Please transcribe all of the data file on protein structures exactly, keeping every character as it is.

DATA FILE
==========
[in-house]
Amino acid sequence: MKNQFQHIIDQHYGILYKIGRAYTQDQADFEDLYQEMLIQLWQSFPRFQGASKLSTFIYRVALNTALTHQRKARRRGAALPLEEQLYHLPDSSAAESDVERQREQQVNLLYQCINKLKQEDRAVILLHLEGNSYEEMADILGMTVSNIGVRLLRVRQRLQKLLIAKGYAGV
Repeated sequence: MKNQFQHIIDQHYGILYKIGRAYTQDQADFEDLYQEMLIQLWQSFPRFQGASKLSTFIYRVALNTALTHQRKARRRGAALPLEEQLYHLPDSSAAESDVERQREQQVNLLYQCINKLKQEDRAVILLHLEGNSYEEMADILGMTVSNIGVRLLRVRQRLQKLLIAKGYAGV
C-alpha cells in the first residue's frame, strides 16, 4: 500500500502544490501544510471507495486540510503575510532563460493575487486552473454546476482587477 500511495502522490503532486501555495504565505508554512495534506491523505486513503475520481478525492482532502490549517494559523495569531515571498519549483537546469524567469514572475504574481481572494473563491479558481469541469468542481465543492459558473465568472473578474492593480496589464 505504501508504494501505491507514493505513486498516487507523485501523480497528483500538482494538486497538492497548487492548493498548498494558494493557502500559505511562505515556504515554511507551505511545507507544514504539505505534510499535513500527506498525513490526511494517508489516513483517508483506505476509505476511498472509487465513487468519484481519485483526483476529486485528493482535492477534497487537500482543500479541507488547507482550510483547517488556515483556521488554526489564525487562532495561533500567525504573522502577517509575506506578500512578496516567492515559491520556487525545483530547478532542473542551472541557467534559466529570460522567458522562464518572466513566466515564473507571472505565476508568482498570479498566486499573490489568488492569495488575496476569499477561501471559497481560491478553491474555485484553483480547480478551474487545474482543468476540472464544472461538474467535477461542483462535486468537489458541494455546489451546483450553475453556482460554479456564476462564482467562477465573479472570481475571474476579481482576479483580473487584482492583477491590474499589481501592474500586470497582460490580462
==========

[in-house]
Amino acid sequence: MKNQFQHIIDQHYGILYKIGRAYTQDQADFEDLYQEMLIQLWQSFPRFQGASKLSTFIYRVALNTALTHQRKARRRGAALPLEEQLYHLPDSSAAESDVERQREQQVNLLYQCINKLKQEDRAVILLHLEGNSYEEMADILGMTVSNIGVRLLRVRQRLQKLLIAKGYAGV
Repeated sequence: MKNQFQHIIDQHYGILYKIGRAYTQDQADFEDLYQEMLIQLWQSFPRFQGASKLSTFIYRVALNTALTHQRKARRRGAALPLEEQLYHLPDSSAAESDVERQREQQVNLLYQCINKLKQEDRAVILLHLEGNSYEEMADILGMTVSNIGVRLLRVRQRLQKLLIAKGYAGV
C-alpha cells in the first residue's frame, strides 16, 4: 500500500502544490501544510471507495486540510503575510532563460493575487486552473454546476482587477 500511495502522490503532486501555495504565505508554512495534506491523505486513503475520481478525492482532502490549517494559523495569531515571498519549483537546469524567469514572475504574481481572494473563491479558481469541469468542481465543492459558473465568472473578474492593480496589464 505504501508504494501505491507514493505513486498516487507523485501523480497528483500538482494538486497538492497548487492548493498548498494558494493557502500559505511562505515556504515554511507551505511545507507544514504539505505534510499535513500527506498525513490526511494517508489516513483517508483506505476509505476511498472509487465513487468519484481519485483526483476529486485528493482535492477534497487537500482543500479541507488547507482550510483547517488556515483556521488554526489564525487562532495561533500567525504573522502577517509575506506578500512578496516567492515559491520556487525545483530547478532542473542551472541557467534559466529570460522567458522562464518572466513566466515564473507571472505565476508568482498570479498566486499573490489568488492569495488575496476569499477561501471559497481560491478553491474555485484553483480547480478551474487545474482543468476540472464544472461538474467535477461542483462535486468537489458541494455546489451546483450553475453556482460554479456564476462564482467562477465573479472570481475571474476579481482576479483580473487584482492583477491590474499589481501592474500586470497582460490580462